When the organization told me about Eliud in 2022. I was very, very excited to see him again: the Olympic Champion and world record holder. Because of his warm, focused, and professional character, I like him very much. He is my hero also besides his sportive performance. Rene Hipen is responsible for the media presentation of the marathon and asked me about a “Bottle Claus Story“. I was blown by this idea. The days before the race I had restless sleep. I had a lot of pressure. I was thinking about so many scenarios of what could happen and go wrong. Besides I had to organize my team. To do a record attempt so many pieces of a puzzle have to fit together. Nutrition, or bottle passing, is just a small piece. Luckily Eliud had an excellent day on the course. All the transfers went well. The perfect day.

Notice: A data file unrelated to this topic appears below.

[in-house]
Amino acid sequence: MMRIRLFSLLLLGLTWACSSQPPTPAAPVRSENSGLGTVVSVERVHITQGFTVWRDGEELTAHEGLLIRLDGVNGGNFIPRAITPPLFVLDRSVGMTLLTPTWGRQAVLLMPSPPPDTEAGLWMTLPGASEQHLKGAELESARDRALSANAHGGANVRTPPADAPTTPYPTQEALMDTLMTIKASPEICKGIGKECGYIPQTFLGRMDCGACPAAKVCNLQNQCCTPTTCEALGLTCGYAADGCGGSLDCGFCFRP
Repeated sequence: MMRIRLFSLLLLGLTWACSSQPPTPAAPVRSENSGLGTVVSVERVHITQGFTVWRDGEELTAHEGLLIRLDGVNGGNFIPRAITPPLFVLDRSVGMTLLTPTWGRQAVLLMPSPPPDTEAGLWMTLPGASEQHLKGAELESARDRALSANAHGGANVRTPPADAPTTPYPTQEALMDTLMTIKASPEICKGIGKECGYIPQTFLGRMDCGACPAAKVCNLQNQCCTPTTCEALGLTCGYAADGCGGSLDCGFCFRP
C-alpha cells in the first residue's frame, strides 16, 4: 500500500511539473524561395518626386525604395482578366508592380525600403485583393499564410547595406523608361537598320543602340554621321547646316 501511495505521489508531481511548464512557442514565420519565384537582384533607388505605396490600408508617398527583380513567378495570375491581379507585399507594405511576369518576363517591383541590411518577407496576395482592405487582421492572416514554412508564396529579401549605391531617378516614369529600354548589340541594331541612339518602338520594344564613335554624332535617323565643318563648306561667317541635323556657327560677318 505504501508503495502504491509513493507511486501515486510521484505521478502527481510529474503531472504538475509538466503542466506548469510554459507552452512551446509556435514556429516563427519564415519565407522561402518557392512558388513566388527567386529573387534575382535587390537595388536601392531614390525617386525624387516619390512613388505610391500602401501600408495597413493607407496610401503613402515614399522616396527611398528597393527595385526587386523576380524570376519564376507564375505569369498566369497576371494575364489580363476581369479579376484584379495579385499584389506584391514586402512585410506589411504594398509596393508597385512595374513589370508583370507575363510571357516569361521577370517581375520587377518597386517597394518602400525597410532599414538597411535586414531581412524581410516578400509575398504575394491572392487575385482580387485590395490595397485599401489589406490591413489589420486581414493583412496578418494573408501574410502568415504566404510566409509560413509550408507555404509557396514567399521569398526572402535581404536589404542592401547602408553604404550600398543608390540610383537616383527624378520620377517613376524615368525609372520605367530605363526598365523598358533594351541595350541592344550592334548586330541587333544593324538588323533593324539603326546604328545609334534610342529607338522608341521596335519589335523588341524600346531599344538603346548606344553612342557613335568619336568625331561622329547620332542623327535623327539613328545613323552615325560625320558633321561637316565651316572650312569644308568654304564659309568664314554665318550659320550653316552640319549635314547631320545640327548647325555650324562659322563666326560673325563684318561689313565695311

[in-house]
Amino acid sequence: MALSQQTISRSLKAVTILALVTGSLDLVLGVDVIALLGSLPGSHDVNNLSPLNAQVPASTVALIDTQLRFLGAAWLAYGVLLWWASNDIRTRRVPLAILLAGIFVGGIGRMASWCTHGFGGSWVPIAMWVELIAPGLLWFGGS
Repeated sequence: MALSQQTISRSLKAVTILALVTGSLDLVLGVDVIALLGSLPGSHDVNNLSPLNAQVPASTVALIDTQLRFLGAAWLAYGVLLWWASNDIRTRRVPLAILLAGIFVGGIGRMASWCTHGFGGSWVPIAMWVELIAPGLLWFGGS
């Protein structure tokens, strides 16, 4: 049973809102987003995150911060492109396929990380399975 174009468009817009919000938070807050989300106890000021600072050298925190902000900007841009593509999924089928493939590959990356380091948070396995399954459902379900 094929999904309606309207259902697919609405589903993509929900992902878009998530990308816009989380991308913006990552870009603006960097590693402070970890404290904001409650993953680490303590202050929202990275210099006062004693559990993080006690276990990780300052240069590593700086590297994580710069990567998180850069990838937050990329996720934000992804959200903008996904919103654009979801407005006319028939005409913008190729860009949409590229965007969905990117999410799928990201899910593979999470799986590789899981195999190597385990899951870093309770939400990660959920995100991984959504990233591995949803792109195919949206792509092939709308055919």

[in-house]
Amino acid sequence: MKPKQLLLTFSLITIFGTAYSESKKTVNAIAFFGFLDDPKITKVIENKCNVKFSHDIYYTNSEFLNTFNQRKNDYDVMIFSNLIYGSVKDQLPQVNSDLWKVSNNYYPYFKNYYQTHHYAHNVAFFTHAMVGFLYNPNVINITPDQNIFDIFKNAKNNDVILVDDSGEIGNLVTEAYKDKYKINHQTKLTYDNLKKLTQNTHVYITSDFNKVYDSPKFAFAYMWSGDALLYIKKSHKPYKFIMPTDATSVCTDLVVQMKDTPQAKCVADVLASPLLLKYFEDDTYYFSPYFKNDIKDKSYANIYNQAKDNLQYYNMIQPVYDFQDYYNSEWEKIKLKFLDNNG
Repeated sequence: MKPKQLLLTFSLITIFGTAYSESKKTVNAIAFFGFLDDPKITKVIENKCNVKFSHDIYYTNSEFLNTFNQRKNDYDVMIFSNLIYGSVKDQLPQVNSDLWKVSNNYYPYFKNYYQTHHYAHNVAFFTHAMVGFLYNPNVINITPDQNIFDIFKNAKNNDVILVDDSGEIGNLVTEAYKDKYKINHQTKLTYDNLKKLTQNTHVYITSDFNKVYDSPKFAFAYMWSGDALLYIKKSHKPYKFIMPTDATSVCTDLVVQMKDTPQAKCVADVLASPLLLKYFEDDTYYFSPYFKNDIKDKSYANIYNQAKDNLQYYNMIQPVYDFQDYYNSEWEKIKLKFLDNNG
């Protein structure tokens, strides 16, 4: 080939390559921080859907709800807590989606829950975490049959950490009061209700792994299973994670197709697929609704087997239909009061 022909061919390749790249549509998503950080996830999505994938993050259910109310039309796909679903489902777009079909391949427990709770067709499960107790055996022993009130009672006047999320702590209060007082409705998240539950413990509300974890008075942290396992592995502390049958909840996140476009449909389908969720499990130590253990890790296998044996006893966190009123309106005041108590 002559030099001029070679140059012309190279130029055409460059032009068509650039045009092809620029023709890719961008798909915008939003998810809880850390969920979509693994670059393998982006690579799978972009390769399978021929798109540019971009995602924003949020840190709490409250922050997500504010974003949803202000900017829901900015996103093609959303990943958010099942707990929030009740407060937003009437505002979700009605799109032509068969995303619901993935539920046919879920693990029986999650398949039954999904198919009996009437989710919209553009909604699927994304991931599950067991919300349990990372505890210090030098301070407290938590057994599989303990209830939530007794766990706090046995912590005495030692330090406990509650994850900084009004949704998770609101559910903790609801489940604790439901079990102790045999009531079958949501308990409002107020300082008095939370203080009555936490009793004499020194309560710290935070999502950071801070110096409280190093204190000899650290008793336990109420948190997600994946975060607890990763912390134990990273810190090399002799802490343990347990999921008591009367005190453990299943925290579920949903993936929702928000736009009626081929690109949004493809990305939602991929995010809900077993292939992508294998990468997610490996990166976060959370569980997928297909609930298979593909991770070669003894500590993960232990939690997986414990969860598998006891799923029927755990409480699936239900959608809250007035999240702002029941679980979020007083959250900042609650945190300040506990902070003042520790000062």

After the 2022 race, your popularity exploded on the internet, your performance went viral on social and your story has been covered by media around the world. How did you manage this instant popularity?


I am not involved in social media at all. So I did not notice at first. My roommate from Ukraine asked me to do my “management” and also asked Anna to support me on social media and management. I was so glad, that I had such big support. There were more than 400.000.000 (four hundred million) clicks on the video. So many interviews – even with the New York Times! Absolutely flashing!


I was able to promote my own projects: Atlas Mountain Race, a bike-packing-race through the mountains and desserts of Morocco, and the Race Across America (RAAM) which I will race this June you can follow me on www.bottle-claus-raam.de or @bottle_claus.